2.C Settlement and Integration
C.9 What costs need to be considered and who covers them?
(iii) If certain costs are shared, what percentage does each party pay?
How Canada Does It
Canada has various programs where it shares the costs of basic needs with sponsoring groups. Examples include the Joint Assistance Sponsorship (JAS) program, the Blended Visa Office-Referred (BVOR) Program, and blended 3/9 and 4/8 programs. Under these programs, Canada provides some or all of income assistance for sponsored refugees while sponsoring groups provide settlement support and potentially some income assistance.
Canada provides several sponsorship options to share costs of settlement with private sponsors in various ways. Under the Joint Assistance Sponsorship (JAS) program, government-assisted refugees with special needs receive financial support from the Government of Canada while the sponsoring group provides emotional and community support. Typically, sponsorship undertakings under the JAS program are twenty-four to thirty-six months, compared to twelve months under most other sponsorships.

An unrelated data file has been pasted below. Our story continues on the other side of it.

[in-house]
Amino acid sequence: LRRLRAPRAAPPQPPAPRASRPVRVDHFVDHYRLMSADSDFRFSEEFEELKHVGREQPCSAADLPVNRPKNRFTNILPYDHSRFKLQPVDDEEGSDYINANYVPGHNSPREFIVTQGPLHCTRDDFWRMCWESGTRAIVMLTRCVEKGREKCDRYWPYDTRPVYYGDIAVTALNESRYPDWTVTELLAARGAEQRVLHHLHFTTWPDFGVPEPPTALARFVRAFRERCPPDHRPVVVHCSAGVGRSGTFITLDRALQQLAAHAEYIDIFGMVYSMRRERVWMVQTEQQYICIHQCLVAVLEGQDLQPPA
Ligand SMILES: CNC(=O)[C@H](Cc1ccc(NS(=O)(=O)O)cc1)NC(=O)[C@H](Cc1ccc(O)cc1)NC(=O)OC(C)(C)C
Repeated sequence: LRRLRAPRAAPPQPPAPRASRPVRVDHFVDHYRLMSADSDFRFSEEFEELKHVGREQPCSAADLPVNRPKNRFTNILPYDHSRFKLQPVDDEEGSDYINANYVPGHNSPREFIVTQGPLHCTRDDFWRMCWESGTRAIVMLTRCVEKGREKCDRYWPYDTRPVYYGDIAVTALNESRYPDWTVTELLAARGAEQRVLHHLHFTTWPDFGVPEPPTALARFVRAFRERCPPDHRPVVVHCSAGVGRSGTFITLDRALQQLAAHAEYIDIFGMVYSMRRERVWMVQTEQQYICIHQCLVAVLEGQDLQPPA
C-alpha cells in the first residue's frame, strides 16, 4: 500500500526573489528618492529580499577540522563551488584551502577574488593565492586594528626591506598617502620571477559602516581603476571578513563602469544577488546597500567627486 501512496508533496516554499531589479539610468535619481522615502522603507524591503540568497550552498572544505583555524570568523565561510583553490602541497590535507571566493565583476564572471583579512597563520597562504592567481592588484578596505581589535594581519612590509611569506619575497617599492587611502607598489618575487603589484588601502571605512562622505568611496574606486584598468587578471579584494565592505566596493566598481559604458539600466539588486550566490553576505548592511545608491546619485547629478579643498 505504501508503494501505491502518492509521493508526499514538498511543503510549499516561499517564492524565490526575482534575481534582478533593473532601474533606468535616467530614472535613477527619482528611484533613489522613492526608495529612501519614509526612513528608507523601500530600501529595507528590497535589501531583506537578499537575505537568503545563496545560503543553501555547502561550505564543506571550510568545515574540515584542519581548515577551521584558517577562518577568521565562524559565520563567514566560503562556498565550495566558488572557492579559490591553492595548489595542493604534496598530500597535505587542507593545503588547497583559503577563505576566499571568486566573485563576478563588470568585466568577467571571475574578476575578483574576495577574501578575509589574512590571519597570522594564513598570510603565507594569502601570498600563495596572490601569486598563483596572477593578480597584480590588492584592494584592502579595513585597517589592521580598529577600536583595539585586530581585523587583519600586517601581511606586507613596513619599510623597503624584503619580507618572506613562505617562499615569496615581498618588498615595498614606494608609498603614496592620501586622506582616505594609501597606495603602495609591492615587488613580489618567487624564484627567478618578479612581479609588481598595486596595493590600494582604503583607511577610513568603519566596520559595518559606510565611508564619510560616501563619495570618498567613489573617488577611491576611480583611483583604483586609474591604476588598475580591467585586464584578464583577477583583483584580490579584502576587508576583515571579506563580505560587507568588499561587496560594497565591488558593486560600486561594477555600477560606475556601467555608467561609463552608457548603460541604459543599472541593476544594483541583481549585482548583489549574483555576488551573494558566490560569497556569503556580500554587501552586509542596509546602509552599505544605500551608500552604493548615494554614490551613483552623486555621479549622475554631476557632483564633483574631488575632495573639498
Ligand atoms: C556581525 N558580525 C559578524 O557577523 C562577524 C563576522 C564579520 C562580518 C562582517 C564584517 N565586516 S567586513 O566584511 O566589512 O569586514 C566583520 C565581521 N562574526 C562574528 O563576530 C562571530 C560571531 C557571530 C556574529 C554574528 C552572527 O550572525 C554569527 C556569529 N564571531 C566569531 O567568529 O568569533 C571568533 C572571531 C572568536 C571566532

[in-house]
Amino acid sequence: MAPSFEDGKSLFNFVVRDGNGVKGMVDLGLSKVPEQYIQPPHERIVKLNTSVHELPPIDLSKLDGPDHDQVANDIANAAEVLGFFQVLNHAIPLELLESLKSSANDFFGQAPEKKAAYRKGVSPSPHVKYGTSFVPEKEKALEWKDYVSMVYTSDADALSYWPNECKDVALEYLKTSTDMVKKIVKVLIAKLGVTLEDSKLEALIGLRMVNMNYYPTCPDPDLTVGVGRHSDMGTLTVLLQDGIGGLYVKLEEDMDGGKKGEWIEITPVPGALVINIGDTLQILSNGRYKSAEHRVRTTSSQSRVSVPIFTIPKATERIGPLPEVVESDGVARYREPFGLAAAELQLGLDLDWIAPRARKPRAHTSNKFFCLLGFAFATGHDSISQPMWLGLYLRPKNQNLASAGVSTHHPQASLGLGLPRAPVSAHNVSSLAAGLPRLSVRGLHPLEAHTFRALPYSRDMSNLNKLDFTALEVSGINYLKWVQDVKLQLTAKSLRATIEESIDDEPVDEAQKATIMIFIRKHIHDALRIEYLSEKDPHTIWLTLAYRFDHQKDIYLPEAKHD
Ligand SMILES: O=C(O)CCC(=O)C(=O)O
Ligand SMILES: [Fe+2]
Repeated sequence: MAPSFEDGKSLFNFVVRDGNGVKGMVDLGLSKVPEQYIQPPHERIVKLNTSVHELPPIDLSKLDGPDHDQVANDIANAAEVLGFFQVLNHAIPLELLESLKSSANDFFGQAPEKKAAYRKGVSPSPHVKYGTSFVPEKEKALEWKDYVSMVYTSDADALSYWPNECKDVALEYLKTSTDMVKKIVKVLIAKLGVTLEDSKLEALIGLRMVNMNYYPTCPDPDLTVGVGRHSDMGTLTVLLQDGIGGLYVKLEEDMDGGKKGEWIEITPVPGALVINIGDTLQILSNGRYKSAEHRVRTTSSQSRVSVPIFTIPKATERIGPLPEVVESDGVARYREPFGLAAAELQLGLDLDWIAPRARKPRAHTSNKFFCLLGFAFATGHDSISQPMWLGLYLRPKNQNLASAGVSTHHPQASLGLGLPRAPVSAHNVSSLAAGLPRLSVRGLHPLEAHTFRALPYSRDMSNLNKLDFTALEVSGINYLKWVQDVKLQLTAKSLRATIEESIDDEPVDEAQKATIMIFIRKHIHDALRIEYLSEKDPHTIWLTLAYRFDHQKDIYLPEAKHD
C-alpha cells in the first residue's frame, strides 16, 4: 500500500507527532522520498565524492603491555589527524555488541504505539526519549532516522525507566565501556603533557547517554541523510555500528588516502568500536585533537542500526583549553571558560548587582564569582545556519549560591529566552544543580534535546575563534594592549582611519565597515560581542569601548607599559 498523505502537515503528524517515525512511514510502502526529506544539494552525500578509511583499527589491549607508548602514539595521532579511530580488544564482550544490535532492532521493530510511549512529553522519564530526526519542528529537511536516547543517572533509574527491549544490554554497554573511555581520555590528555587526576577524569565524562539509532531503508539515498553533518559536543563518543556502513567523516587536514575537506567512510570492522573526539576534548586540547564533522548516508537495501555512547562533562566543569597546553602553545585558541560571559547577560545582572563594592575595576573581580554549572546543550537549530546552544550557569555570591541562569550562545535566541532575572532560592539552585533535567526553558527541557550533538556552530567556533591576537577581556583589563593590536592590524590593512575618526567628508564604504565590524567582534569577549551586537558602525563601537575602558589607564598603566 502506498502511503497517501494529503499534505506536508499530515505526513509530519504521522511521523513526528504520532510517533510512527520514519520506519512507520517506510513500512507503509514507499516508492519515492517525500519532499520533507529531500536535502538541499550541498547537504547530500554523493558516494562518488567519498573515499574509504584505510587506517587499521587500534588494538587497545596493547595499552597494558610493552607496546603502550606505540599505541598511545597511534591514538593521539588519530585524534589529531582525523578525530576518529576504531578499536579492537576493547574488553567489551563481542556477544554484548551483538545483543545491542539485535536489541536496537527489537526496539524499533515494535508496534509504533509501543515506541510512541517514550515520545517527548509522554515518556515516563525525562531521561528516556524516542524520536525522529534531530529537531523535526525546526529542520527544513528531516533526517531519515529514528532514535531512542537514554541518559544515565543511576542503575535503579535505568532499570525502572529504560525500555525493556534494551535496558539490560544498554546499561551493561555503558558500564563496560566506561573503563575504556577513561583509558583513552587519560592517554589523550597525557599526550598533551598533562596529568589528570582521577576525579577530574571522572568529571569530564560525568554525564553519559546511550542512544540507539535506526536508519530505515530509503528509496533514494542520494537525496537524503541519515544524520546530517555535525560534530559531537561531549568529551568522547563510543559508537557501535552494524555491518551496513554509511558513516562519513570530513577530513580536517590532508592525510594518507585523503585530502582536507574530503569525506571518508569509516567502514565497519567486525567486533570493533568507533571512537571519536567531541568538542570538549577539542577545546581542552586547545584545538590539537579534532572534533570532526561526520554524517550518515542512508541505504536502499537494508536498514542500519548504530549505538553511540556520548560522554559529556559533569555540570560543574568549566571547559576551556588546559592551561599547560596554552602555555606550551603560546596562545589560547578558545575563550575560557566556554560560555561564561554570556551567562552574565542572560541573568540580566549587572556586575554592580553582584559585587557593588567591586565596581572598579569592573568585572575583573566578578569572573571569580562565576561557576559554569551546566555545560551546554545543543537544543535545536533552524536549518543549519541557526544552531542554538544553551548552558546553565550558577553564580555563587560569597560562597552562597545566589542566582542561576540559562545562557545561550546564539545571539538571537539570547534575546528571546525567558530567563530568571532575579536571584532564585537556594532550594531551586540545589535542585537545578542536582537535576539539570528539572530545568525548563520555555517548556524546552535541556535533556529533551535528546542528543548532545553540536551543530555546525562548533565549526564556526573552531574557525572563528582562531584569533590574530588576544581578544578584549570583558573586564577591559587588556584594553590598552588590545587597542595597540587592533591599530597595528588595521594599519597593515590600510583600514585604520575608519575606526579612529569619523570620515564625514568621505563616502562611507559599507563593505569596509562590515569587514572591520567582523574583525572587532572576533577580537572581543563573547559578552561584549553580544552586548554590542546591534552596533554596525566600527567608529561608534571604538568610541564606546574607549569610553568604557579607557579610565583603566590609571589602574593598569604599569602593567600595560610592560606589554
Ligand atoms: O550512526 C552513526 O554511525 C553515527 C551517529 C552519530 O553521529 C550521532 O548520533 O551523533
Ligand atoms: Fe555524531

Under the Blended Visa Office-Referred (BVOR) Program, the Government of Canada and sponsoring groups each provide up to six months of income support for basic needs, while the sponsoring groups provide the full twelve months of settlement support. Sponsoring groups must agree to sponsor refugees identified under the BVOR program, who are referred to Canada by UNHCR.
Canada has also used other cost-sharing pilot programs for private sponsorship. For example, between 1994 and 1998, Afghan Ismaili refugees were resettled through a 3/9 model in which the government provided support for the first three months of financial support for basic needs and private sponsors covered the remaining nine months. This model – as well as the similar 4/8 model – has been used to privately sponsor other refugee populations, most recently to resettle lesbian, gay, bisexual, trans, and queer refugees.